How Do I Find and Fix a Slow Leak in My Inflatable Boat?
Pete Turpel asked:
I have a slow leak somewhere and after a day I have to pump the boat up again. What is the best way to find the leak and repair it?
The first trick is to locate the leak. The best way to do this is to mix a solution of detergent (dishwashing or liquid laundry detergent) with warm water, put it in an old spray bottle and spray the soapy solution on the boat in the suspected area. Watch the area closely for signs of bubbles. If the leak is very small, this could take some time and require patience as you work your way around the boat, but it’s the best way for DIY’s.
The first place to check are the valves. This is the number one culprit of air loss. The next areas to check are the seams and if you still can’t find it, then check the fabric for tiny punctures.
To repair a defective valve, first see if the seals are the problem. This is the easiest fix. next a replacement valve may be called for. If valve replacement is required I suggest you contact a professional as surgery will be required.
If it’s a seam, you may or may not be able to repair it yourself and depending on the cause may not be repairable. Many boat owners have used oil or silicone based protectors on their boats which have crept in and delaminated the seam. In these cases repairs are not usually successful as it’s almost impossible to get rid of the contaminants but, sometimes you get lucky. Seam repair or replacement can be difficult, because first you have to remove the old, without damaging the adjacent fabric. Gluing is done with a super contact cement, which when properly applied will tear the fabric before letting go. Again this type of repair is best left to the professionals, unless you are skilled with a scalpel.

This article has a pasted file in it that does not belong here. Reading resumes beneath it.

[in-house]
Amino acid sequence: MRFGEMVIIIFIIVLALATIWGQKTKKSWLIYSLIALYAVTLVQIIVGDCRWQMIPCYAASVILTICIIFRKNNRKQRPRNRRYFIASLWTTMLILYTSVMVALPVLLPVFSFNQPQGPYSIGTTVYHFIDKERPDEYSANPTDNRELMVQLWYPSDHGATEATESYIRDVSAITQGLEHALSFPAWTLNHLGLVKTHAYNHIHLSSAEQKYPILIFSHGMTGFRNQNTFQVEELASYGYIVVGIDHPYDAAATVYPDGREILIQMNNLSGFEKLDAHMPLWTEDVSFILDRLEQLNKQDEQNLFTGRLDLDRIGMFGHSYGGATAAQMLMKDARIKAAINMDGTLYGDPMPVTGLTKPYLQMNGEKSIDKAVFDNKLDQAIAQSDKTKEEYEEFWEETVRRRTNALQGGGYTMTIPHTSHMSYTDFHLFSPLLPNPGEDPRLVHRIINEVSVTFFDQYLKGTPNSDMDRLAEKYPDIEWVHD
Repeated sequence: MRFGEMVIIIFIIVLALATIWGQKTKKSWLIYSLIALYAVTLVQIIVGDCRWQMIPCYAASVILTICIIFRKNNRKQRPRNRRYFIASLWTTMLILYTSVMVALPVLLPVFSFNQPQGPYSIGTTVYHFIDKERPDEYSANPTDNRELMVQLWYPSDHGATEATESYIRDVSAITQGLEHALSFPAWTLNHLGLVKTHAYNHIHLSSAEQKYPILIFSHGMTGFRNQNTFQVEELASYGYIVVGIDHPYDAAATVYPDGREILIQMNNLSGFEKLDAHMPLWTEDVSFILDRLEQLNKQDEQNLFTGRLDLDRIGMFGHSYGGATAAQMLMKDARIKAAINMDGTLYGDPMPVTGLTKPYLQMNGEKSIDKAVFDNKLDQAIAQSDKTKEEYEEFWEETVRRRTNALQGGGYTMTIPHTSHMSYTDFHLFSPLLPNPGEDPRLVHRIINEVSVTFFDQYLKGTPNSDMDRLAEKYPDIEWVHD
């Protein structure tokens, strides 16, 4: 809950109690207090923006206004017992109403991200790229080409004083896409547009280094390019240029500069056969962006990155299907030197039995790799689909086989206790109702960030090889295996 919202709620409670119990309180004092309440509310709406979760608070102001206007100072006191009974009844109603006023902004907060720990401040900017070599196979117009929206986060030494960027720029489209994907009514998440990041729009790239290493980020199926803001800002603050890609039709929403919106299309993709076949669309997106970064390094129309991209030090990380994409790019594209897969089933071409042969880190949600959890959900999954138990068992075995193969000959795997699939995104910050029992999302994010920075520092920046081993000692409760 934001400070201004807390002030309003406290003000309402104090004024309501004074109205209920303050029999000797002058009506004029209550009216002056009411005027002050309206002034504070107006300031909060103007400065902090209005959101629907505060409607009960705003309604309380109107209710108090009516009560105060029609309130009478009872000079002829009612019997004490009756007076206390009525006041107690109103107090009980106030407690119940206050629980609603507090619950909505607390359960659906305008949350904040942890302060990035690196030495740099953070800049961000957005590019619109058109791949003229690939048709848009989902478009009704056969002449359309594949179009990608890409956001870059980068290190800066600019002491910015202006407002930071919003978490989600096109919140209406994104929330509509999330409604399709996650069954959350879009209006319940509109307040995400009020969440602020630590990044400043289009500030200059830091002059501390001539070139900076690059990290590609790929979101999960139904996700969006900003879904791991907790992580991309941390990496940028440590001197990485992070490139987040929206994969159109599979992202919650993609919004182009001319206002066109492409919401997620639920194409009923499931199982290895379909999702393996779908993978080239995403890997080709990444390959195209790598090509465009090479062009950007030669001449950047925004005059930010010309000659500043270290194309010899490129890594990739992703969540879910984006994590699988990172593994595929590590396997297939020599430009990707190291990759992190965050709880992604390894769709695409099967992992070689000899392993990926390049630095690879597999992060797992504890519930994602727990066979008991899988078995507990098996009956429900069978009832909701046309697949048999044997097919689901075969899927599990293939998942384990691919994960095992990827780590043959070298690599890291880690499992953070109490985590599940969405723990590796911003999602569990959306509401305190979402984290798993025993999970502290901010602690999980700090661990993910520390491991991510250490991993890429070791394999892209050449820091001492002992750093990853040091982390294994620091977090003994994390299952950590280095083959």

Puncture patching is pretty straight forward. Like patching a bicycle inner tube. It’s very important that you use the right materials and follow the cleaning and prep instructions very carefully, otherwise you will be doing it again.
Doing repairs is not difficult when you know what you are doing, have the right tools and materials and have gained a bit of experience. Unfortunately these items are not usually present the first time around. If it’s a one shot deal, I suggest finding the leak and unless it’s a simple replacement project, pay a professional. If you think you will need this experience for future repairs make the investment, plus try to buy some scrap material that you can practice on before attacking your boat.
Thanks for your question,